We’re very excited to be featuring short stories written by students in our physical editions again! This is something we’ve worked for a long time to bring back, and we’ve been happy to feature our first short story in a few years!
Our featured story today is “Nick’s Wedding” by Grace Sommons. Grace told us that she was asked to write a short story for a class that represented the possibility of change. She settled on a long moment of silence during her cousin’s wedding, and decided to explore the darker undertones of what such a silence might mean. We won’t spoil the ending for you, but we can say that she’s done a great job exploring this theme!
If you’d like to read Grace’s short story, you can read it right here. Be sure to check it out in our latest edition, too!
By: Grace Sommons
“If any of you have a reason why these two should not wed speak now or forever hold your peace,” the minister started the ceremony as everyone settled in. But there was something different this time: the pause was elongated to a dramatic degree.
This moment haunts me now when I think of my cousin’s wedding. What thoughts were spinning around the cheerily decorated sanctuary during that ominous pause?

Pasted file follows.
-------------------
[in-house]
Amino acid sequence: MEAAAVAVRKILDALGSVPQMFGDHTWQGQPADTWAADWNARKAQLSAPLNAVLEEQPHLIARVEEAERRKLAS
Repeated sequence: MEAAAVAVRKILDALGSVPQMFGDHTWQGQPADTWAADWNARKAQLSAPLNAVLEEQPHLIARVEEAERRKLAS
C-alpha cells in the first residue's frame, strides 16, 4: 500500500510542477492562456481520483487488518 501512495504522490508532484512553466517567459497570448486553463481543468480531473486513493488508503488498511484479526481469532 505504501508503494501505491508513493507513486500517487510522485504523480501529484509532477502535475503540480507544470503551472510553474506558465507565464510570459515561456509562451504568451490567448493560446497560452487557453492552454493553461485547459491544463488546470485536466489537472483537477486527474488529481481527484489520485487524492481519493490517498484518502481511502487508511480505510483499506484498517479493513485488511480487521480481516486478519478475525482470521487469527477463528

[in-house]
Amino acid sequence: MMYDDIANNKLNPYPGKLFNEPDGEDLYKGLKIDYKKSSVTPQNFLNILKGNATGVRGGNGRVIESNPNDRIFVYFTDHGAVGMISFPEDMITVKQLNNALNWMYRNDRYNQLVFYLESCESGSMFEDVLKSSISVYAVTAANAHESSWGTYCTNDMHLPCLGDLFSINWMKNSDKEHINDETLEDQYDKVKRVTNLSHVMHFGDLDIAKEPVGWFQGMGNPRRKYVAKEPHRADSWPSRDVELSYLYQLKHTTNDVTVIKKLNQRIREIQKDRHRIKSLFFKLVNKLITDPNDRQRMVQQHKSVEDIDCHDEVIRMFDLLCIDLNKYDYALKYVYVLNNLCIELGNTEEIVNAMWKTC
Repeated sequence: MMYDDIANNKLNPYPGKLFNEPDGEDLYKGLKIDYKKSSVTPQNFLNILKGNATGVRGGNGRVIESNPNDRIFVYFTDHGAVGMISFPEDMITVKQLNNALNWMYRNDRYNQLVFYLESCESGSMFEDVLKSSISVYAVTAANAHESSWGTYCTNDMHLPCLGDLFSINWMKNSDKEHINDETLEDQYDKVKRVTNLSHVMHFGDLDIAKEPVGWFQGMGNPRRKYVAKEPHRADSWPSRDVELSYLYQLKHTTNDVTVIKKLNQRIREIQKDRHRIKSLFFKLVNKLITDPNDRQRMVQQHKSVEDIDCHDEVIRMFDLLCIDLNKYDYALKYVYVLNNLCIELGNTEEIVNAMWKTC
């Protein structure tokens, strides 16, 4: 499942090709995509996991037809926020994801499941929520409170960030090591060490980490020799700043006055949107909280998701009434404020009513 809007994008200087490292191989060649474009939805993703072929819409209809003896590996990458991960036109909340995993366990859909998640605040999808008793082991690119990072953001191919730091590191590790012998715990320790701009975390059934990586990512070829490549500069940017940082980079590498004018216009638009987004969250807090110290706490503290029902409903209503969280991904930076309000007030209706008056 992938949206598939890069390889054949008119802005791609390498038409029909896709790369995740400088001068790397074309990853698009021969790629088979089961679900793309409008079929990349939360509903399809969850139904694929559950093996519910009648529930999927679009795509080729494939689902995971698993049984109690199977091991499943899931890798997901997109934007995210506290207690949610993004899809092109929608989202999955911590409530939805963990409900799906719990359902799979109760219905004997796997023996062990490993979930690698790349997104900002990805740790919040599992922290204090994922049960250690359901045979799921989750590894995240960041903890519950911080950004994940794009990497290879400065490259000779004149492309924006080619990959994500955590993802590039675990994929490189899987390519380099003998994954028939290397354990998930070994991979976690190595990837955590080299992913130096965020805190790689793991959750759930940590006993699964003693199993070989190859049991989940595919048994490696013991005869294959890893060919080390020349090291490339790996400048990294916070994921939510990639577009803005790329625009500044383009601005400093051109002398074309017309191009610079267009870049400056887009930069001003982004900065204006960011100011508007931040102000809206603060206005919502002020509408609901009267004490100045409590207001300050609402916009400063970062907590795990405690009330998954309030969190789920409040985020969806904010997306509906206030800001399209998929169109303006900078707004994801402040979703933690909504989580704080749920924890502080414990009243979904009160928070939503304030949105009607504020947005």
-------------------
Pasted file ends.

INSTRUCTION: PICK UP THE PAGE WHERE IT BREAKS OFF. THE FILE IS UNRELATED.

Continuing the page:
He’s too young to get married, only twenty.
What does he see in her? She is quiet and not spectacularly beautiful.
Am I really ready to get married to this man? How well do I really know him? How well do I really know myself?
I wonder why the pastor is taking so long to move on? I’m ready to marry the heck out of this woman.
The atmosphere seemed heavy with tension, with suspicions left unvoiced, with secret desires of seeing some drama unfold. Wouldn’t it have been a great story to tell if someone did stand up and object? Or better yet, what if I was the one to object? I caught myself from going too far and pulled my mind back into the world of alert consciousness. I wondered if I was the only one who wanted something startlingly extraordinary to happen in that moment.
Finally, the pastor moved on with the rest of his script and Nick, ever the jokester, pretended to wipe his brow in relief. Little did he know that his wife would one day let go of the peace she vowed to hold.